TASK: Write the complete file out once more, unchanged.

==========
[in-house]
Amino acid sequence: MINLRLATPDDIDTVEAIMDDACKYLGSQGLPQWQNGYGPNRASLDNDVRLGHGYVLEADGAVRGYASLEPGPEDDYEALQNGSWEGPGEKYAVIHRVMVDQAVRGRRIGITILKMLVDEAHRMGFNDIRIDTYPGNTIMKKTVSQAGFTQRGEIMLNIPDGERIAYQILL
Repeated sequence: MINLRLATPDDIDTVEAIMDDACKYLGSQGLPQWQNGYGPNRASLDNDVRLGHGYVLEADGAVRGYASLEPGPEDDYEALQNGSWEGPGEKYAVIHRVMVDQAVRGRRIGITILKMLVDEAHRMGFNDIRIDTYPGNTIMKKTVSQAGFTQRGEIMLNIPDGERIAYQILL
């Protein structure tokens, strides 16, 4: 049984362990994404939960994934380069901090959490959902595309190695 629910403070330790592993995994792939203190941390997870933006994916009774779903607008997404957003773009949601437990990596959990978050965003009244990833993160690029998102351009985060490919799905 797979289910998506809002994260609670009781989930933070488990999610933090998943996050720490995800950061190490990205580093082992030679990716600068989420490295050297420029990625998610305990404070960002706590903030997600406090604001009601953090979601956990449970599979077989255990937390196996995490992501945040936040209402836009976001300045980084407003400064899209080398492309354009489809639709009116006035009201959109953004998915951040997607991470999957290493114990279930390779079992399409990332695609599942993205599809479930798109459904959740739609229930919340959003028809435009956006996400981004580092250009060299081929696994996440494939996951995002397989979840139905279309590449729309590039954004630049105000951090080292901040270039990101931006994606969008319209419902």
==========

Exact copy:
[in-house]
Amino acid sequence: MINLRLATPDDIDTVEAIMDDACKYLGSQGLPQWQNGYGPNRASLDNDVRLGHGYVLEADGAVRGYASLEPGPEDDYEALQNGSWEGPGEKYAVIHRVMVDQAVRGRRIGITILKMLVDEAHRMGFNDIRIDTYPGNTIMKKTVSQAGFTQRGEIMLNIPDGERIAYQILL
Repeated sequence: MINLRLATPDDIDTVEAIMDDACKYLGSQGLPQWQNGYGPNRASLDNDVRLGHGYVLEADGAVRGYASLEPGPEDDYEALQNGSWEGPGEKYAVIHRVMVDQAVRGRRIGITILKMLVDEAHRMGFNDIRIDTYPGNTIMKKTVSQAGFTQRGEIMLNIPDGERIAYQILL
């Protein structure tokens, strides 16, 4: 049984362990994404939960994934380069901090959490959902595309190695 629910403070330790592993995994792939203190941390997870933006994916009774779903607008997404957003773009949601437990990596959990978050965003009244990833993160690029998102351009985060490919799905 797979289910998506809002994260609670009781989930933070488990999610933090998943996050720490995800950061190490990205580093082992030679990716600068989420490295050297420029990625998610305990404070960002706590903030997600406090604001009601953090979601956990449970599979077989255990937390196996995490992501945040936040209402836009976001300045980084407003400064899209080398492309354009489809639709009116006035009201959109953004998915951040997607991470999957290493114990279930390779079992399409990332695609599942993205599809479930798109459904959740739609229930919340959003028809435009956006996400981004580092250009060299081929696994996440494939996951995002397989979840139905279309590449729309590039954004630049105000951090080292901040270039990101931006994606969008319209419902």